We can find Hemingway’s two distinct personalities in The Sun Also Rises; they are found in Jake and Robert.  Although Jake (“the weaker man”) and Robert (“the robust”) have unique metaphysical qualities in separate spheres, as in a Venn diagram, the places at which they overlap are in the physical text and within the mind and body of Ernest Hemingway.  For example, at Hemingway’s best, “he was good tempered, high-spirited, ambitious, confident, and courageous.  He awoke each morning eager to face life.  He invariably saw the humorous side of things and made fun of himself and others, displaying a talent for repartee” (Brian 318).  We see in Jake the same ability to draw humor from otherwise depressing situations, such as when talking to Brett about his injury: “Besides, what happened to me [the “accident”] is supposed to be funny.  I never think about it” (Hemingway 34); “It’s funny,’ I said. ‘It’s very funny” (35).  Again, while looking in the mirror of an armoire, he finds a dark humor in his situation: “Of all the ways to be wounded.  I suppose it [the “accident”] was funny” (38).  Jake also finds humor in the liaison colonel’s visit to his bedside; however, this is a humor that is apparent only to Jake, but not yet made apparent to the reader:  “That was where the liaison colonel came to visit me.  That was funny.  That was about the first funny thing” (39).  These seemingly light moments from Jake are congruent with Hemingway’s sometimes passive and humorous approach to life (that is, unless Jake means “funny” as in “strange”).  However, there are also darker parts of Hemingway that we find concealed in the text, yet these are attributed to an entirely different character, i.e. Robert Cohn, so as to make them appear to be unrelated to the other characteristics.

It has been argued that Hemingway modeled Robert Cohn after a friend Harold Loeb; however, Loeb states in an interview with Denis Brian, “He gave an account of my marriage and my editing of a magazine, but then he gave me a character I didn’t recognize” (Brian 57).  Denis Brian expounds on this deviation:

When Loeb asked Hemingway why he had portrayed Cohn as a wimp who cried all the time, Hemingway denied the character was based on Loeb, saying that if Loeb was Cohn, then he, Hemingway, must be Jake Barnes. ‘Do you think I had my prick shot off?’ he asked somewhat rhetorically.  ‘And incidentally,’ Hemingway concluded, ‘you do cry an awful lot for a man.’  So did Hemingway. (Brian 57)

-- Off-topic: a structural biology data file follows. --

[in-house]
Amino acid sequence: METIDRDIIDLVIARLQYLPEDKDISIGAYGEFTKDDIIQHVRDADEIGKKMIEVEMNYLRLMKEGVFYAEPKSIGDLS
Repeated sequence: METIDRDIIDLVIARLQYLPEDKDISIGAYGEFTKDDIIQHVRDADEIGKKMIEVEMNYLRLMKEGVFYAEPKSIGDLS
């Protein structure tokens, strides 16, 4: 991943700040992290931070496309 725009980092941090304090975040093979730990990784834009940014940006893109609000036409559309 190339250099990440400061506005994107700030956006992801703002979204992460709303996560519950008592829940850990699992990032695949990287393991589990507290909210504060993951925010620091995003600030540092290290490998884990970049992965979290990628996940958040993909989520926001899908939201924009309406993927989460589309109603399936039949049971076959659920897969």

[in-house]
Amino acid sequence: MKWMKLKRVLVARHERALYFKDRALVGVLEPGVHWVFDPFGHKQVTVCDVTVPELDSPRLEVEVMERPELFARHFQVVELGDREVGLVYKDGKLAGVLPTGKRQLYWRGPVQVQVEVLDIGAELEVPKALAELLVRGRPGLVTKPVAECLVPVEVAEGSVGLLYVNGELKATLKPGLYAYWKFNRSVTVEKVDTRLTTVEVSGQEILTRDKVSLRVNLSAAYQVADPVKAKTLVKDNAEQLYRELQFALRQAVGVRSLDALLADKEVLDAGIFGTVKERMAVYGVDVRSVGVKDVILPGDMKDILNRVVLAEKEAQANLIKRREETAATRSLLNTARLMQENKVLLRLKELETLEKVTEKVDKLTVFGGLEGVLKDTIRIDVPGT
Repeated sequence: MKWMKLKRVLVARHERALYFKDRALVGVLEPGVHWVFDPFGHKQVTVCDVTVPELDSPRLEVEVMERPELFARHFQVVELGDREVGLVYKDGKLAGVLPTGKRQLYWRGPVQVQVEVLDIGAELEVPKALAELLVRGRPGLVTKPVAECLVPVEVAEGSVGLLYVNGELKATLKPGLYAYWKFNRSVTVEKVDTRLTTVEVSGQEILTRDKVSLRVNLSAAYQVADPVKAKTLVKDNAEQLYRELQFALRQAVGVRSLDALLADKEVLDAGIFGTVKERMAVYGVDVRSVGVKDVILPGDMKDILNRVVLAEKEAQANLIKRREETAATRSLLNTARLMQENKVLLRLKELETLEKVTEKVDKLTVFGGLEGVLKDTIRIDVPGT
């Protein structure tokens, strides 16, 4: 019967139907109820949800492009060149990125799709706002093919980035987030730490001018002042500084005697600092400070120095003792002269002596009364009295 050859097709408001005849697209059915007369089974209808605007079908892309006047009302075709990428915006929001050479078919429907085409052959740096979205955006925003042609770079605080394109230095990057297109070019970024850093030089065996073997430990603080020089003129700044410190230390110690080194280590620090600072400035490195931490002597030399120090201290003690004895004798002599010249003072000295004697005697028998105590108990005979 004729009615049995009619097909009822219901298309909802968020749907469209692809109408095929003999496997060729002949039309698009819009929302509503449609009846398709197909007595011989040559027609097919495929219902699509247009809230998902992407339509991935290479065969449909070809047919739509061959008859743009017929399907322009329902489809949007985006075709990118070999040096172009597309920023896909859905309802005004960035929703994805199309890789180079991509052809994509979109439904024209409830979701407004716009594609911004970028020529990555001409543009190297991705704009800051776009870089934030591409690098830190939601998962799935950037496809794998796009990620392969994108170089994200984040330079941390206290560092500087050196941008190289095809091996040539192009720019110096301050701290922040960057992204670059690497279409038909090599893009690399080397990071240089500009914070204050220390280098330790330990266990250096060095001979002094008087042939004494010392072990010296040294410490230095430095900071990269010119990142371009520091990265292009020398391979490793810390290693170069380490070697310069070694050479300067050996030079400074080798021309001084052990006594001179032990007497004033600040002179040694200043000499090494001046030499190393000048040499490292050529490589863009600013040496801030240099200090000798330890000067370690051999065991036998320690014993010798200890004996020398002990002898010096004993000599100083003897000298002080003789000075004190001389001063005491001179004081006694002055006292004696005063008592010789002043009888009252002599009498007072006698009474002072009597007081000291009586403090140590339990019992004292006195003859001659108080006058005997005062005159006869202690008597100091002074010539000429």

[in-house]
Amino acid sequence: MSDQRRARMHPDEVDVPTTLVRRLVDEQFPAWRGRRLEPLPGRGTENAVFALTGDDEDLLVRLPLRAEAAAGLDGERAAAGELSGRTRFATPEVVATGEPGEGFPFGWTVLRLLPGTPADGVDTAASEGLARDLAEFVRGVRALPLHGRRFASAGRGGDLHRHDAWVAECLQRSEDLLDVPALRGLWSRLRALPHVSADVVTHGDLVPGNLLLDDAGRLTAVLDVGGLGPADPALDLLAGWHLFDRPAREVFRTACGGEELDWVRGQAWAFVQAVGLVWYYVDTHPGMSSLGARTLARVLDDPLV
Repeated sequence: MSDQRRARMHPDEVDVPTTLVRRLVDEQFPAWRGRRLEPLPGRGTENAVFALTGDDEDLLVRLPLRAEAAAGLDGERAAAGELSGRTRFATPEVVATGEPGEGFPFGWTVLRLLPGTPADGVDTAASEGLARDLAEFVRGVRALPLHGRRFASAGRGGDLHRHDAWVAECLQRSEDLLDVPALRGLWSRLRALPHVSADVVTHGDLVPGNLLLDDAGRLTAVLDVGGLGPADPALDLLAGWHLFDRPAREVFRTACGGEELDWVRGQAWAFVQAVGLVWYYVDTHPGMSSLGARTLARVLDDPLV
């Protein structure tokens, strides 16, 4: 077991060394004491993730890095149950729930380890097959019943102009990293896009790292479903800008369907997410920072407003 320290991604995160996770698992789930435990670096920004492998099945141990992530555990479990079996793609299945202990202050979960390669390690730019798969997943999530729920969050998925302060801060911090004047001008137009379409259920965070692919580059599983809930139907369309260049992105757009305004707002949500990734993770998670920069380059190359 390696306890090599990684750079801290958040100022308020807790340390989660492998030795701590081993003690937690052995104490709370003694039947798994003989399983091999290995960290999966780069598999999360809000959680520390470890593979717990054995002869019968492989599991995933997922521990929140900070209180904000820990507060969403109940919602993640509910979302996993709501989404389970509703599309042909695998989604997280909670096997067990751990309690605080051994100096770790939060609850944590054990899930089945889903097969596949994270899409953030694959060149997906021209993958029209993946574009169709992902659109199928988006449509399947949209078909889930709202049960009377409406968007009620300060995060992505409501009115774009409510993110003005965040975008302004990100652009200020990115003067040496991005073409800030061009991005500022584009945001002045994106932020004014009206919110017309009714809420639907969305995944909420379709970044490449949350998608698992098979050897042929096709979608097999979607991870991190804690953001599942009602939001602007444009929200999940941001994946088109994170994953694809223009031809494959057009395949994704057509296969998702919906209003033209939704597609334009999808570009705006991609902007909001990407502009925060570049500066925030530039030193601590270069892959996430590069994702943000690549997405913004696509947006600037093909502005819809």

While this further supports the theory that Jacob may not have had his “prick shot off,” it also serves to highlight further emotional congruence between Hemingway and each of the main characters of The Sun Also Rises.  For instance, Hemingway “at times…apologized for his behavior and was easily moved to tears” (Brian 319), a similar behavior we find in Robert Cohn.  “At his arrogant, aggressive worst he went around spoiling for a fight,” which serves as another parallel we see by way of Robert’s frustrated attempts to woo Lady Brett resulting in a fight (Hemingway 194-195).  Whenever Frances, Robert’s fiancée, brings up the issue of marriage to Robert she says they “have dreadful scenes, and he cries and begs me [Frances] to be reasonable” (Hemingway 54), and “when I [Frances] tell him he just cries and says he can’t marry” (54).

These emotional responses overlap with Jake’s sudden breakdown when thinking about his “accident”: “I lay awake thinking and my mind jumping around.  Then I couldn’t keep away from it, and I started to think about Brett and all the rest of it went away.  I was thinking about Brett and my mind stopped jumping around and started to go in sort of smooth waves.  Then all of a sudden I started to cry” (Hemingway 39).  This is again part of his covert “necessity to hide or disguise what he was compelled to express” (Benson qtd. in Brian 5), which was a struggle with his masculinity and his emotions.

PTSD in The Sun Also Rises, Continued (TMBTM6)